Tim Ryan releases 10 years of tax returns

Tim Ryan releases 10 years of tax returns
© Greg Nash

Rep. Tim RyanTimothy (Tim) John RyanThe Hill's Campaign Report: De Blasio drops out | Warren gains support from black voters | Sanders retools campaign team | Warning signs for Tillis in NC Williamson: Climate change result of an 'amoral' economic system Overnight Energy: Top presidential candidates to skip second climate forum | Group sues for info on 'attempts to politicize' NOAA | Trump allows use of oil reserve after Saudi attacks MORE (D-Ohio) on Monday released 10 years of his tax returns, becoming the latest 2020 Democratic presidential candidate to release the documents in order to draw a contrast with President TrumpDonald John TrumpTrump's top adviser on Asia to serve as deputy national security adviser United Auto Workers strike against GM poised to head into eighth day Trump doubles down on call to investigate Biden after whistleblower complaint: 'That's the real story' MORE.

“Full and complete transparency with the American people is paramount to Congressman Tim Ryan,” a spokesperson for the candidate said in a statement. “He understands that unity is built on trust earned with honesty and respect."

"While President Trump’s lies are designed to fracture our communities and distract from his own failures – Tim Ryan knows that America is stronger. And he’s committed to restoring the unity and trust our country deserves.”

Trump in 2016 became the first major-party presidential nominee to not release his tax returns. Democratic presidential candidates have been making their tax-returns public an effort to argue that they are more transparent about their finances than the president.

Ryan released his tax returns from 2009 to 2018.

Ryan's 2018 return shows that he and his wife, Andrea, had adjusted gross income of $220,754. Most of their income came from the candidate's congressional salary and his wife's income as an elementary-school teacher.

The couple had total taxes of $31,440, for an effective tax rate of 14.2 percent.

People filed their 2018 tax returns this year, and those returns are the first that reflect Trump's tax-cut law, which every congressional Democrat opposed. The Ryans appear to have gotten a tax cut under the law: Their adjusted gross income in 2018 was almost $2,000 higher than it was in 2017, but they had about $4,000 less in total tax in 2018.

Ryan and his wife appear to have benefited from the GOP tax law's expansion of the child tax credit, which they claimed in 2018 but were not eligible to claim in 2017. The tax law increased the income level for which the credit phases out from $110,000 for a married couple to $400,000.

The Ryans took the standard deduction of $24,000 for 2018. They claimed $28,170 in itemized deductions for 2017, including $1,500 in charitable contributions.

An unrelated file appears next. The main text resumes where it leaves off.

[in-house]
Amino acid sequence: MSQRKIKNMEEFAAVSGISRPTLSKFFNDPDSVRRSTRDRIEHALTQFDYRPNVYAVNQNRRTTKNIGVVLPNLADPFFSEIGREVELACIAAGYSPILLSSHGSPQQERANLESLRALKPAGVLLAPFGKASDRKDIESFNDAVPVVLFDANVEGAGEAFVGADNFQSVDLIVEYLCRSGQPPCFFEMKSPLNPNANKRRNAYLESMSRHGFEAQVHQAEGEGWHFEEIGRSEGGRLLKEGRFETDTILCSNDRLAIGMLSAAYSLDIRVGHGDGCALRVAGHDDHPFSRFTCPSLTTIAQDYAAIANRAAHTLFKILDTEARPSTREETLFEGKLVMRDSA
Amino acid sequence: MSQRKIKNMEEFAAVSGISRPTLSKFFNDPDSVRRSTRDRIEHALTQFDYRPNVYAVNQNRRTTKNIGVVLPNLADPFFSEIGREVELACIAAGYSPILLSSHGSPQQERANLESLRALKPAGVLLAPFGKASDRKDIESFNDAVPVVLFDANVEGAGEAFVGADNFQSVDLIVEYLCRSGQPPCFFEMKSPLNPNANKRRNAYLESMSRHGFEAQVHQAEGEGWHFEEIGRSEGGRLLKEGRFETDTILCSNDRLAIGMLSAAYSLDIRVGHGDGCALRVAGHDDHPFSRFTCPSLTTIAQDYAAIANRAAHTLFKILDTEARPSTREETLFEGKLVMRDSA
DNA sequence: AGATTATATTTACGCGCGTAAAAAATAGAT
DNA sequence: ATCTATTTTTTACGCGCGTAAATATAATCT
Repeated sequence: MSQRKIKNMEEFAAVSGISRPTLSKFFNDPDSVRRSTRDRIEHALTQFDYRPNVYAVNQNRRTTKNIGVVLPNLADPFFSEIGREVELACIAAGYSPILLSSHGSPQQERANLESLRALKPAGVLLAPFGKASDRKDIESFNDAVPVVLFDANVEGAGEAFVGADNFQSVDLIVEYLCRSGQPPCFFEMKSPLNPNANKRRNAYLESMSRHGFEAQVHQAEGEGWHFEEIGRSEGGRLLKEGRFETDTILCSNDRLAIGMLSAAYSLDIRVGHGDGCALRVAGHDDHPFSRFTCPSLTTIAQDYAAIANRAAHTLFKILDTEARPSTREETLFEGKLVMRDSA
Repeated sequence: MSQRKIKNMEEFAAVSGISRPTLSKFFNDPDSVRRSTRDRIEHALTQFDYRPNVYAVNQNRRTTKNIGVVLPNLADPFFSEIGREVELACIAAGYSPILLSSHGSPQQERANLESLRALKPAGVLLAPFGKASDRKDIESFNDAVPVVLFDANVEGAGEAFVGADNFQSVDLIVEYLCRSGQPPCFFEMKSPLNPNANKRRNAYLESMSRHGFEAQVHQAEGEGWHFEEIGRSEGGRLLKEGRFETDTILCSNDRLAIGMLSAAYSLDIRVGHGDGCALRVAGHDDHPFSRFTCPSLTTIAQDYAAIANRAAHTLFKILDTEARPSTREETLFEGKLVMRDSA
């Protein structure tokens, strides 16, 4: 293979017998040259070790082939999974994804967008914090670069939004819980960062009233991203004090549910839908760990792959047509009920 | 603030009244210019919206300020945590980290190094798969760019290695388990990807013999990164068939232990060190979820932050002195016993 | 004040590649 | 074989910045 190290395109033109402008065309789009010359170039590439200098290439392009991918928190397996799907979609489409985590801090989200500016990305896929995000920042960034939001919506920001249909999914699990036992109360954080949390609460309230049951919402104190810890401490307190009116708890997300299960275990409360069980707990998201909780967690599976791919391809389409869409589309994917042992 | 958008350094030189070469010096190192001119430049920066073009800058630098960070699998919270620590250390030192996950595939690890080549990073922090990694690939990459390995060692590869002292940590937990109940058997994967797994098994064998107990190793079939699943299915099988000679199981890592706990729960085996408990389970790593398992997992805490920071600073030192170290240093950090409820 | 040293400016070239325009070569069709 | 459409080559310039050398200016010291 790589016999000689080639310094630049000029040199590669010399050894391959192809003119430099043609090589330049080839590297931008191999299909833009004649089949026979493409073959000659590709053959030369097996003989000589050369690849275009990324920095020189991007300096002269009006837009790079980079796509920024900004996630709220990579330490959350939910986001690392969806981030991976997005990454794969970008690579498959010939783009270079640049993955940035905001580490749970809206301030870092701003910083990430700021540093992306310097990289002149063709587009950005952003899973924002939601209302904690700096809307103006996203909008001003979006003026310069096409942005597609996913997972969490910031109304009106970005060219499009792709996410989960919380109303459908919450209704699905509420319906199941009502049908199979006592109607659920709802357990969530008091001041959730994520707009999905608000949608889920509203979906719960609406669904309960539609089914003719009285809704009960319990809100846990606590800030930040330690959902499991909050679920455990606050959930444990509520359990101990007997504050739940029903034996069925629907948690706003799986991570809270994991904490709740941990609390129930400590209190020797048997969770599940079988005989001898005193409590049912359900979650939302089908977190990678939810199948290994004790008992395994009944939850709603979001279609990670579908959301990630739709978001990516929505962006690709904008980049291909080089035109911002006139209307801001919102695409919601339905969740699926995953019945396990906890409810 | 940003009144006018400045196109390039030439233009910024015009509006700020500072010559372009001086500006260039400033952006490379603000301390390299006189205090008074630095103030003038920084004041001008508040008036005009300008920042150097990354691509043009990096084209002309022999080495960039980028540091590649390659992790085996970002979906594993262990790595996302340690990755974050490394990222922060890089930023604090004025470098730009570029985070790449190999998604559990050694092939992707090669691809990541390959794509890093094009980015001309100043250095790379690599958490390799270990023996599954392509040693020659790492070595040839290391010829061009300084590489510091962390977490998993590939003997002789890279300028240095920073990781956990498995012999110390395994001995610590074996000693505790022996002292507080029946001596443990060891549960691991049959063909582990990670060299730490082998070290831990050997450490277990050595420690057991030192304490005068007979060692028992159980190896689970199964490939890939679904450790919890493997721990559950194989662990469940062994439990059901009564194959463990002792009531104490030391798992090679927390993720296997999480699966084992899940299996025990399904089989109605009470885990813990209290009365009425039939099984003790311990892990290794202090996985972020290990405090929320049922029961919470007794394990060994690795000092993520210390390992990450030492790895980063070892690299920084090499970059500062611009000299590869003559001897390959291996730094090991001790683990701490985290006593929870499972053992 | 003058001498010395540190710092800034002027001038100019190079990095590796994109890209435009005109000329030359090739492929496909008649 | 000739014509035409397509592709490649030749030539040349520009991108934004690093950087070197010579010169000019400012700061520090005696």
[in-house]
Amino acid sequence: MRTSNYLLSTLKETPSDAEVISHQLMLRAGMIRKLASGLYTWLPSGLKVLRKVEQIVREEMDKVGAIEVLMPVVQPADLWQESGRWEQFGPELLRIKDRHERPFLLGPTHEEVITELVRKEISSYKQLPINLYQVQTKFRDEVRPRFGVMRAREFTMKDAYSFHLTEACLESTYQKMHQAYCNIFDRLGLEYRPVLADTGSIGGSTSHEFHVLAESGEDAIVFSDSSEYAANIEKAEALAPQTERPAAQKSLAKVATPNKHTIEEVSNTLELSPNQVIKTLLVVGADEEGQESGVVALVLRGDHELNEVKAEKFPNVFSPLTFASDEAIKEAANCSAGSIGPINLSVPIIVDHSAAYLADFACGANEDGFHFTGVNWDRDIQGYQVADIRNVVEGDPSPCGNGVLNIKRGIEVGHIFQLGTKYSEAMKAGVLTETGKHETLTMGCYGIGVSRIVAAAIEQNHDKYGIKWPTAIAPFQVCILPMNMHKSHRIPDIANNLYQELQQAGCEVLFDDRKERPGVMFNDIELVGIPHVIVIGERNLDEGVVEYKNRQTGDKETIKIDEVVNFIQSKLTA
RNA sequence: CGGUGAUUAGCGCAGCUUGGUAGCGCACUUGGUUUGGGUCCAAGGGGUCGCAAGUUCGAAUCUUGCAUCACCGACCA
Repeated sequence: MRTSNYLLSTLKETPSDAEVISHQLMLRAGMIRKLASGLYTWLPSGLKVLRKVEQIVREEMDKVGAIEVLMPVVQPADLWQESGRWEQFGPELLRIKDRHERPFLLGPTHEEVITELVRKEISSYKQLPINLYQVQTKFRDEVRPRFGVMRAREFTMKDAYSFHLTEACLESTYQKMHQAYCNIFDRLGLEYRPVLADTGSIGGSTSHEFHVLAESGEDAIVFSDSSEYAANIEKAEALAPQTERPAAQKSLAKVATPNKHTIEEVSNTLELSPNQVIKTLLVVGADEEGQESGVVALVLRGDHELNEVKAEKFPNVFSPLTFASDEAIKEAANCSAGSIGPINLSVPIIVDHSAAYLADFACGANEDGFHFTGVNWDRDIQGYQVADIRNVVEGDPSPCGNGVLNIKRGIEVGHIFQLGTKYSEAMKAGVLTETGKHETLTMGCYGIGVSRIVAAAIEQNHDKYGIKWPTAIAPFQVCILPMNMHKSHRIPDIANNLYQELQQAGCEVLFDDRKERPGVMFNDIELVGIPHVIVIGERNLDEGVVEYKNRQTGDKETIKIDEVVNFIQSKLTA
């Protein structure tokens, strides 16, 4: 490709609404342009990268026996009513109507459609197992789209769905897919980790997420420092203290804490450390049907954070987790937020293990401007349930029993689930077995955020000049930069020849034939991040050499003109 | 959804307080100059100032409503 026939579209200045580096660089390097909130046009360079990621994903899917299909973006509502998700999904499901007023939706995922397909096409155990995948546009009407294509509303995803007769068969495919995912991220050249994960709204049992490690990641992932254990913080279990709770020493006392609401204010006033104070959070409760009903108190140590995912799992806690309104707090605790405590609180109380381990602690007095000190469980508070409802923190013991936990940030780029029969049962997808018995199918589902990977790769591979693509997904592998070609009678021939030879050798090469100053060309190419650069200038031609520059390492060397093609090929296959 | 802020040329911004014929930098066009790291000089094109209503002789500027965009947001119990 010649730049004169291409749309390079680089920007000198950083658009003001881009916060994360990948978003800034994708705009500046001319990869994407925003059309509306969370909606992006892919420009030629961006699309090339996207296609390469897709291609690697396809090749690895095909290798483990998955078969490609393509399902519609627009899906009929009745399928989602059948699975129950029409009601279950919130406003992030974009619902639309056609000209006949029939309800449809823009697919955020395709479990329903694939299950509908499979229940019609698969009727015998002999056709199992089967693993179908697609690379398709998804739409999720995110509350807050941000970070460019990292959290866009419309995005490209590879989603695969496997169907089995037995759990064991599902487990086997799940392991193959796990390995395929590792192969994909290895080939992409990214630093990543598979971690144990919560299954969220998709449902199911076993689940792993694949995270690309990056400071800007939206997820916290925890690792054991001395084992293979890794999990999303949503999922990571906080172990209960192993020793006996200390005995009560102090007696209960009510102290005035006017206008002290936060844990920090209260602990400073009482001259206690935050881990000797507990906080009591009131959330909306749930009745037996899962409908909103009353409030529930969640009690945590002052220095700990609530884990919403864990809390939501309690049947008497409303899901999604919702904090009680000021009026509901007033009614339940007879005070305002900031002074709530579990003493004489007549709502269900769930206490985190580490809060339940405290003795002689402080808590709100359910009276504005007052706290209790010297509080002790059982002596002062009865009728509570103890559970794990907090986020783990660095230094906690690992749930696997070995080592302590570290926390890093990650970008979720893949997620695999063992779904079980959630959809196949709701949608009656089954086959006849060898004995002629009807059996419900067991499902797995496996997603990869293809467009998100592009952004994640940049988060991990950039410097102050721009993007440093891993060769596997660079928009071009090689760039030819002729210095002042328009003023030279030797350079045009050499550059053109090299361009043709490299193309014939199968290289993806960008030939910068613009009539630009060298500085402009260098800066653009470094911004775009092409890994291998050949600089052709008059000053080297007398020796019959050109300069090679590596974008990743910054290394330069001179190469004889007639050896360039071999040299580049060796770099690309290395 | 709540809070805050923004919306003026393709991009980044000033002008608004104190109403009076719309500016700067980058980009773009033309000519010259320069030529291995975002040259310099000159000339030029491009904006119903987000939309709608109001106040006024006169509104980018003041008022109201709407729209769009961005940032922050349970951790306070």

Besides Ryan, a host of other 2020 Democratic presidential candidates have released their returns. Those candidates are: Sens. Bernie SandersBernie SandersOmar: Biden not the candidate to 'tackle a lot of the systematic challenges that we have' Seven takeaways from a busy Democratic presidential campaign weekend in Iowa Democrats go all out to court young voters for 2020 MORE (I-Vt.), Elizabeth WarrenElizabeth Ann WarrenUnited Auto Workers strike against GM poised to head into eighth day Omar: Biden not the candidate to 'tackle a lot of the systematic challenges that we have' Seven takeaways from a busy Democratic presidential campaign weekend in Iowa MORE (D-Mass.), Kamala HarrisKamala Devi HarrisSeven takeaways from a busy Democratic presidential campaign weekend in Iowa Fracking ban could have unintended consequence of boosting coal Poll: Voters back Medicare expansion, keeping private insurance MORE (D-Calif), Cory BookerCory Anthony BookerSeven takeaways from a busy Democratic presidential campaign weekend in Iowa Iowa GOP swipes at 2020 Democrats' meat positions as candidates attend annual Steak Fry Booker aide sounds alarm about campaign's funding MORE (D-N.J.), Kirsten GillibrandKirsten GillibrandNew Hampshire feels overlooked in Democratic presidential race Booker aide sounds alarm about campaign's funding O'Rourke gun confiscation talk alarms Democrats MORE (D-N.Y.) and Amy KlobucharAmy Jean KlobucharSeven takeaways from a busy Democratic presidential campaign weekend in Iowa MSNBC 'Climate in Crisis' special draws 1.3M viewers in 8 pm timeslot The two most important mental health reforms the Trump administration should consider MORE (D-Minn.), former Rep. Beto O'RourkeBeto O'RourkeSeven takeaways from a busy Democratic presidential campaign weekend in Iowa FBI: Arson attacks directed at three Catholic churches in El Paso Toomey on gun reform: 'Beto O'Rourke is not helping' MORE (D-Texas) and Washington Gov. Jay InsleeJay Robert Inslee2020 Democrats defend climate priorities in MSNBC forum Overnight Energy: Trump officials formally revoke California emissions waiver | EPA's Wheeler dodges questions about targeting San Francisco over homelessness | 2020 Dems duke it out at second climate forum Yang floats nominating Inslee as 'climate czar' MORE (D).